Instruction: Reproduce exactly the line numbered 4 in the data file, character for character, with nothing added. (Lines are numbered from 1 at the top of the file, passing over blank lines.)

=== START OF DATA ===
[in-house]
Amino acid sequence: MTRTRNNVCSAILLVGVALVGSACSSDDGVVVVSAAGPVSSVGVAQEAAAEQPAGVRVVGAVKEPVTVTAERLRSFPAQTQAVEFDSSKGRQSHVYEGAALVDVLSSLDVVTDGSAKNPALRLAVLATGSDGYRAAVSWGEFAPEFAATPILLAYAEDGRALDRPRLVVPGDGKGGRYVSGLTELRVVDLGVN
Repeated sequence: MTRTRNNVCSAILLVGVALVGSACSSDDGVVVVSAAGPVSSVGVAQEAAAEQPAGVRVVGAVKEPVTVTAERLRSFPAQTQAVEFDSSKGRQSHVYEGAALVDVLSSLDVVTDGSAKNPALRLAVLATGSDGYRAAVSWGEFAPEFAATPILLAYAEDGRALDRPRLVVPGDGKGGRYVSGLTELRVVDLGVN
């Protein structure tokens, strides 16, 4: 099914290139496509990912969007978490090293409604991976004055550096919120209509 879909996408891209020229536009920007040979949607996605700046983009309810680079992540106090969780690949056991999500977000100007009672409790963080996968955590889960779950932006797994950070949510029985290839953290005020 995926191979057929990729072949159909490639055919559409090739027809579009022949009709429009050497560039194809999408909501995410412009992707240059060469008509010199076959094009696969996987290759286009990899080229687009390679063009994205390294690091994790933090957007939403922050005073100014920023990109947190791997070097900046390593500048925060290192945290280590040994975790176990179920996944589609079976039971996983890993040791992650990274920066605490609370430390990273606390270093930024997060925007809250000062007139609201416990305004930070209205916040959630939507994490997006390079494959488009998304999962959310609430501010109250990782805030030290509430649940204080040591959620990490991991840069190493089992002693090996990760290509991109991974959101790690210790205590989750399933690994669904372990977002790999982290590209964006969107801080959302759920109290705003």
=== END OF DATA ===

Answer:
């Protein structure tokens, strides 16, 4: 099914290139496509990912969007978490090293409604991976004055550096919120209509 879909996408891209020229536009920007040979949607996605700046983009309810680079992540106090969780690949056991999500977000100007009672409790963080996968955590889960779950932006797994950070949510029985290839953290005020 995926191979057929990729072949159909490639055919559409090739027809579009022949009709429009050497560039194809999408909501995410412009992707240059060469008509010199076959094009696969996987290759286009990899080229687009390679063009994205390294690091994790933090957007939403922050005073100014920023990109947190791997070097900046390593500048925060290192945290280590040994975790176990179920996944589609079976039971996983890993040791992650990274920066605490609370430390990273606390270093930024997060925007809250000062007139609201416990305004930070209205916040959630939507994490997006390079494959488009998304999962959310609430501010109250990782805030030290509430649940204080040591959620990490991991840069190493089992002693090996990760290509991109991974959101790690210790205590989750399933690994669904372990977002790999982290590209964006969107801080959302759920109290705003």